How brain alterations contribute to suicidal thoughts and behaviors is the subject of a new published review of brain scanning studies by Yale and international researchers.
Published in Molecular Psychiatry, the review spanned more than two decades of neuroimaging studies and summarized progress made in understanding how alterations in the brain contribute to suicide, now the 10th leading cause of death worldwide.
“The review shows the important advancements that have been made in elucidating the brain circuitry that contributes to suicide risk so the field can provide more targeted and effective suicide prevention strategies,” said Hilary Blumberg, MD, John and Hope Furth Professor of Psychiatric Neuroscience, and Professor of Psychiatry, in the Child Study Center and of Radiology and Biomedical Imaging at Yale. “But there is a great deal more research to do.”
Blumberg, the paper’s lead and corresponding author, and other scientists, including Yale experts Carolyn Mazure, PhD, and Lynette Averill, PhD, reviewed the brain scanning research for evidence of structural, functional, and molecular alterations in the brain that could increase risk of suicide.
The researchers wrote that the evidence points to areas of the brain that regulate emotion and impulse in risk for suicide. Specifically, impairments in the medial and lateral ventral prefrontal cortex regions and their connections may affect a person’s negative emotions and stimulate thoughts of suicide. Alterations to the dorsal prefrontal cortex and inferior frontal gyrus system may influence suicide attempt behaviors, in part, due to decreased inhibition, according to the review.
Of note, the researchers stressed that more research must be done to examine sex and gender differences in suicidal thoughts and behaviors, saying a major knowledge gap exists in the literature.
The review is the most comprehensive examination to date of neuroimaging studies that report brain impairments in people who die by suicide and is an effort by the researchers to assist in larger, more global efforts to prevent suicide.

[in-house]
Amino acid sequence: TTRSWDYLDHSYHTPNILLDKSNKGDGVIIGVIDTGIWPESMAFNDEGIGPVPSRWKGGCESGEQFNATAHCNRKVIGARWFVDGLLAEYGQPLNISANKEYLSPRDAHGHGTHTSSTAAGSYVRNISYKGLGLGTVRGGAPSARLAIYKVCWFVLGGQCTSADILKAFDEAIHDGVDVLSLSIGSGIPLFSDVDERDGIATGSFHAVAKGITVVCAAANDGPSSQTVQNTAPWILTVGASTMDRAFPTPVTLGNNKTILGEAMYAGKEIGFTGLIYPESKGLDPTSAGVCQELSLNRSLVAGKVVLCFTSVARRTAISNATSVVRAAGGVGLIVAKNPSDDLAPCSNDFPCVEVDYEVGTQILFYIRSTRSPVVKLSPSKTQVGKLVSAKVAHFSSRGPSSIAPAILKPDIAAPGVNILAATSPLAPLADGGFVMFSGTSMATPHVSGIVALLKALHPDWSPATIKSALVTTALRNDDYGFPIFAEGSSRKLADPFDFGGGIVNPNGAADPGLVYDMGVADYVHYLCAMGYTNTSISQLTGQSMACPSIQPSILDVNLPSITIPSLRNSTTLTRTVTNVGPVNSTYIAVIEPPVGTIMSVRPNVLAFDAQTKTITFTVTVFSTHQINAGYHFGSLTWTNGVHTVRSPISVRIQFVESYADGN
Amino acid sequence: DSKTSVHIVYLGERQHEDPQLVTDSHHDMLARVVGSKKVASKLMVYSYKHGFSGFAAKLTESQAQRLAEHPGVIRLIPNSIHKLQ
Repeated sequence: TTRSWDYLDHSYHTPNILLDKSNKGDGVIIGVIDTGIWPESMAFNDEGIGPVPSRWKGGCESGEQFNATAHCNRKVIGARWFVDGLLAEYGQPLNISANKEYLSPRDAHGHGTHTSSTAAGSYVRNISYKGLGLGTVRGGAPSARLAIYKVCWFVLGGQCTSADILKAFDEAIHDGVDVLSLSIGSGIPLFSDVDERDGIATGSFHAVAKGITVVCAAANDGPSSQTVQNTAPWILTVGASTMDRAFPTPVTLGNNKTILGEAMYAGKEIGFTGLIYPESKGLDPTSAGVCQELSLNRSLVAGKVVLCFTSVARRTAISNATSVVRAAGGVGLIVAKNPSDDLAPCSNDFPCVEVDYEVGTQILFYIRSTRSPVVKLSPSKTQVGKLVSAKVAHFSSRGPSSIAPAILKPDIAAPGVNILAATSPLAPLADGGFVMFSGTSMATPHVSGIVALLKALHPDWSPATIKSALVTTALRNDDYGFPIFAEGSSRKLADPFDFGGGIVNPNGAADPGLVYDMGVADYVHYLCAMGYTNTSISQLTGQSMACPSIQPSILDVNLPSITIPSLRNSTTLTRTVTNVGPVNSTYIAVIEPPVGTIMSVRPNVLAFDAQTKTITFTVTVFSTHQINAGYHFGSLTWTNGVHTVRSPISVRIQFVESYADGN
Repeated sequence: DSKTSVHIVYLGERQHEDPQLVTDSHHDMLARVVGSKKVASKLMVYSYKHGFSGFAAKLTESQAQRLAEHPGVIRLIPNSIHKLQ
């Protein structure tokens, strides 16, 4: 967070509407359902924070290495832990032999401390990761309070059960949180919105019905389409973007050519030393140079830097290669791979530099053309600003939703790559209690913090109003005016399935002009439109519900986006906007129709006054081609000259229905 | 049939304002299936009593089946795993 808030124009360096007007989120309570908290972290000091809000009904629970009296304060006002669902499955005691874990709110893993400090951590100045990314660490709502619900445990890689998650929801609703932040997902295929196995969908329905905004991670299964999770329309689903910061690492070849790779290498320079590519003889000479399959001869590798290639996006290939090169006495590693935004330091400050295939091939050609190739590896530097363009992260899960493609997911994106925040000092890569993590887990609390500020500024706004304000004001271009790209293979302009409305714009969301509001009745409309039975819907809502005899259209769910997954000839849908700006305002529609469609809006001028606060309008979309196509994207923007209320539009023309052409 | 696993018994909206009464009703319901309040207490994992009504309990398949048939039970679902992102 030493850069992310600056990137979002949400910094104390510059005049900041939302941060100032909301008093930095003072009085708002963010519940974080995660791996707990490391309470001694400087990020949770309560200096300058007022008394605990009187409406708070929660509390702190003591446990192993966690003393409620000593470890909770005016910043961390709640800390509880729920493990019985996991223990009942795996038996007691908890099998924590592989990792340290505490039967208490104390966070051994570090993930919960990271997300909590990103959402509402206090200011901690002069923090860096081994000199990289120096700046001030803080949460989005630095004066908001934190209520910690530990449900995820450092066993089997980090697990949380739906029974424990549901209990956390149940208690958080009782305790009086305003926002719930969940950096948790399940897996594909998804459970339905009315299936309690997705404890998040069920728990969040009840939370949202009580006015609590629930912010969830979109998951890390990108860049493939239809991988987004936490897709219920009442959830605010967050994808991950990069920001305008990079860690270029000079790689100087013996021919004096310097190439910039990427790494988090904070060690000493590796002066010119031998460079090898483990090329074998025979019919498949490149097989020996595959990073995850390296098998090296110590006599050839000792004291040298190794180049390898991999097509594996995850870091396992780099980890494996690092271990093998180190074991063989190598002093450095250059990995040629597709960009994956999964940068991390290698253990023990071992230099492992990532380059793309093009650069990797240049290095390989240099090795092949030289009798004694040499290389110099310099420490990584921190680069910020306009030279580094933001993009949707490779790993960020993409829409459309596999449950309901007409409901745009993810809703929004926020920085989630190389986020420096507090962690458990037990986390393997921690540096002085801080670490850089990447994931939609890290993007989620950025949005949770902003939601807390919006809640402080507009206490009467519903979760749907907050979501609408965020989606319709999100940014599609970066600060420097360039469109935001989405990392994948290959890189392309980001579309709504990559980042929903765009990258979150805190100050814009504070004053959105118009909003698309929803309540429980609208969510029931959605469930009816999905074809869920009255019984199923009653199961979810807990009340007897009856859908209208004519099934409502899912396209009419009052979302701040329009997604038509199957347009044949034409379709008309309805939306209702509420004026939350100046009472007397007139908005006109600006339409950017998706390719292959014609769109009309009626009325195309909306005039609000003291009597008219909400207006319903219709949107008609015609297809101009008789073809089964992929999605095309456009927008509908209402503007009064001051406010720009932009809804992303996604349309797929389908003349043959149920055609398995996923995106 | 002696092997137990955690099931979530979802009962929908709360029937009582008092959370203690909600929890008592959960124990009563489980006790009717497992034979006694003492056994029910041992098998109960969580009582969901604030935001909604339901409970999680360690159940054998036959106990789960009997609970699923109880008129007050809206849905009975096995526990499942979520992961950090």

Blumberg has been at the forefront of research into mood disorders across the lifespan and suicide risk. She directs Yale’s Mood Disorders Research Program, which brings together scientists who study genetic and environmental factors that underlie brain differences in mood disorders and suicide risk to generate improved detection, treatment, and prevention strategies.
Mazure directs Women’s Health Research at Yale, which is nationally recognized for initiating new approaches to understanding the influence of sex and gender on health outcomes and advancing science across broad areas of study. Averill, a neuroscientist, is an expert in the valuation of neurocognitive symptoms and the clinical assessment and treatment of trauma- and stress-related psychopathology, including posttraumatic stress disorder and suicidality.
The Nature Publishing group publishes the peer-reviewed scientific journal Molecular Psychiatry. International co-authors include Dr. Lianne Schmaal and Yara Toenders from the University of Melbourne, and Dr. Anne-Laura van Harmelen and Vasiliki Chatzi from Cambridge University.
The research was supported by the mental health charity MQ Brighter Futures Award Program, National Institutes of Health, Department of Veterans Affairs, NHMRC, Royal Society Dorothy Hodgkin Fellowship, American Foundation for Suicide Prevention, Brain and Behavior Foundation, Robert E. Leet and Clara M. Guthrie Patterson Trust, and For the Love of Travis Foundation.